November 17, 2017

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The Mane Event: Maggie Stiefvater on success, rejection, and her new novel, ‘The Scorpio Races’

Hollywood’s eager to turn your New York Times best sellers into movies, your book tours take you all over the globe, you play a few instruments and paint, plus you have two small kids—and you’re not even 30. What’s it like being such a slacker?

[Laughs] I always dreamt when I was a little kid of being a best-selling author. I used to have this fantasy of walking into a bookstore and someone would recommend my own book to me. When I hit the best-seller list, it was thrilling, but at the same time I thought, “Oh, now I’ve hit the dream. What do I do after this?” What’s been so exciting is all of the other things that go along with it: the movies and the other creative venues. I didn’t see that coming, and it’s been fantastic.

I heard you were rejected by a college creative writing class.

It’s true. I’ve always been into music and art and writing. I tried to take piano classes, and I auditioned and they said I wasn’t good enough. Then I went to the art department, and they said my portfolio wasn’t sophisticated enough. And then I went to the creative writing department, and they read a sample of my writing and said that I didn’t show any promise, so they turned me away.

Have you always followed your own drummer?

[Laughs] When I was a kid, I used to wear black turtlenecks all the time and tell people I was mourning the death of modern society.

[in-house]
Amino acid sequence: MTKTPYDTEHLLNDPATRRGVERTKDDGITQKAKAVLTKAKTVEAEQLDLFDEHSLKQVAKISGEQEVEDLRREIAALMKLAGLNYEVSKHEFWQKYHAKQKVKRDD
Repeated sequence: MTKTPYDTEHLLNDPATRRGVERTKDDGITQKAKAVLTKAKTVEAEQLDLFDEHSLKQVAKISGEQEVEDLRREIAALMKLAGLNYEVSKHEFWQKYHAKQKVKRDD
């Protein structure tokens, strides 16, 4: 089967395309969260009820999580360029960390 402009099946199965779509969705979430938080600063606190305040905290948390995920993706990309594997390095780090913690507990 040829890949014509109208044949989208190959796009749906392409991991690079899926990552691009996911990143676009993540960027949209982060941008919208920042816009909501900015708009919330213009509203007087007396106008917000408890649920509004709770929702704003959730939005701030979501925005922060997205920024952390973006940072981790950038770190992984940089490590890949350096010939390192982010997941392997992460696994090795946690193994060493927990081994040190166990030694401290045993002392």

That must have gone over well in rural Virginia, where you grew up and still live.

I was homeschooled from sixth grade on. It wasn’t really until I got to college that I realized I was completely strange, and by then, I was used to it. I was a pugilistic child, anyway. I was very much like Puck: if you have a problem with me, well, take it elsewhere.

Puck, of course, is a key character in The Scorpio Races, a teen love story that features killer, flesh-eating horses who live in the ocean. You’ve said it’s your best and most personal work to date. Does that mean you grew up with predatory horses?

It kind of does. My parents were very strict about some things, but they were very permissive about animals. We could have any pet that we wanted as long as we learned how to take care of it and could earn the money to buy it ourselves. When I was 13, my sister and I worked all summer and bought these two horrible, off-the-track racehorses that always ran faster to the left. They were completely inappropriate for teens to ride. And so it was this sensation of having these horses that you really loved but could also possibly kill you. That is really autobiographical. Also, all of the sibling stuff, because I have two brothers and two sisters, and I really wanted to try and capture that dynamic of, again, loving and hating someone.

One last question: Why’d you legally change your first name at 16?

I disliked my name for a long time. But the catalyst was when I walked into an eye doctor’s appointment and the receptionist said, “Heidi Hummel. What a great name! It sounds like a figure skater!” I got in the car and I told my mom, “Mom, I’m changing my name,” and because I was named after one of my dad’s ex-girlfriends, she said yes. I’m really sad to say that I was a very contrary child, so I named myself Margaret, after Margaret Thatcher, because everyone hated her.

Rick Margolis About Rick Margolis

Rick Margolis was executive editor for SLJ.

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